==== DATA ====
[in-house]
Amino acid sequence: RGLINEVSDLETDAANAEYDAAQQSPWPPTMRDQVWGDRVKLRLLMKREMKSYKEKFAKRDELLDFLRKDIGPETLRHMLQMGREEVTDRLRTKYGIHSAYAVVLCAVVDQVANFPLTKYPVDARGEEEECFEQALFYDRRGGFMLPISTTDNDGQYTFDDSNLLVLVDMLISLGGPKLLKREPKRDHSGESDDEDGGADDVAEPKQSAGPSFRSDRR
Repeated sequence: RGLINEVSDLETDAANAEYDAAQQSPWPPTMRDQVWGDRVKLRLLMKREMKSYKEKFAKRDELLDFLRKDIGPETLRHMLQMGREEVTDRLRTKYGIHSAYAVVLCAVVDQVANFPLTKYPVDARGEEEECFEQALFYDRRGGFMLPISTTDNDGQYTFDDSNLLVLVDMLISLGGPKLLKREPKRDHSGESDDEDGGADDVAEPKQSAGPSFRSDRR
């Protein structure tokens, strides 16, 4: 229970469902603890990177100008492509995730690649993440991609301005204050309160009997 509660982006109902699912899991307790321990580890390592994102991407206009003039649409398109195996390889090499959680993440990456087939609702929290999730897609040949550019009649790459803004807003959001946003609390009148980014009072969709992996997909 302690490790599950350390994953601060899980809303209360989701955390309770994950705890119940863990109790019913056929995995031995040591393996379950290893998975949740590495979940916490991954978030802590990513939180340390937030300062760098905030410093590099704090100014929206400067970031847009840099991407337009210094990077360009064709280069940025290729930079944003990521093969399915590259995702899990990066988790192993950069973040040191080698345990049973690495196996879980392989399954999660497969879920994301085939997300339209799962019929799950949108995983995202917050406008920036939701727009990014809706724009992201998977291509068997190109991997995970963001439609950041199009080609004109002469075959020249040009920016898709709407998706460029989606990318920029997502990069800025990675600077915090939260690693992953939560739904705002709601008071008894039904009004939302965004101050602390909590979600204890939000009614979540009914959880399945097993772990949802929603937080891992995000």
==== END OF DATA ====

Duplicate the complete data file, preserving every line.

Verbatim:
[in-house]
Amino acid sequence: RGLINEVSDLETDAANAEYDAAQQSPWPPTMRDQVWGDRVKLRLLMKREMKSYKEKFAKRDELLDFLRKDIGPETLRHMLQMGREEVTDRLRTKYGIHSAYAVVLCAVVDQVANFPLTKYPVDARGEEEECFEQALFYDRRGGFMLPISTTDNDGQYTFDDSNLLVLVDMLISLGGPKLLKREPKRDHSGESDDEDGGADDVAEPKQSAGPSFRSDRR
Repeated sequence: RGLINEVSDLETDAANAEYDAAQQSPWPPTMRDQVWGDRVKLRLLMKREMKSYKEKFAKRDELLDFLRKDIGPETLRHMLQMGREEVTDRLRTKYGIHSAYAVVLCAVVDQVANFPLTKYPVDARGEEEECFEQALFYDRRGGFMLPISTTDNDGQYTFDDSNLLVLVDMLISLGGPKLLKREPKRDHSGESDDEDGGADDVAEPKQSAGPSFRSDRR
């Protein structure tokens, strides 16, 4: 229970469902603890990177100008492509995730690649993440991609301005204050309160009997 509660982006109902699912899991307790321990580890390592994102991407206009003039649409398109195996390889090499959680993440990456087939609702929290999730897609040949550019009649790459803004807003959001946003609390009148980014009072969709992996997909 302690490790599950350390994953601060899980809303209360989701955390309770994950705890119940863990109790019913056929995995031995040591393996379950290893998975949740590495979940916490991954978030802590990513939180340390937030300062760098905030410093590099704090100014929206400067970031847009840099991407337009210094990077360009064709280069940025290729930079944003990521093969399915590259995702899990990066988790192993950069973040040191080698345990049973690495196996879980392989399954999660497969879920994301085939997300339209799962019929799950949108995983995202917050406008920036939701727009990014809706724009992201998977291509068997190109991997995970963001439609950041199009080609004109002469075959020249040009920016898709709407998706460029989606990318920029997502990069800025990675600077915090939260690693992953939560739904705002709601008071008894039904009004939302965004101050602390909590979600204890939000009614979540009914959880399945097993772990949802929603937080891992995000």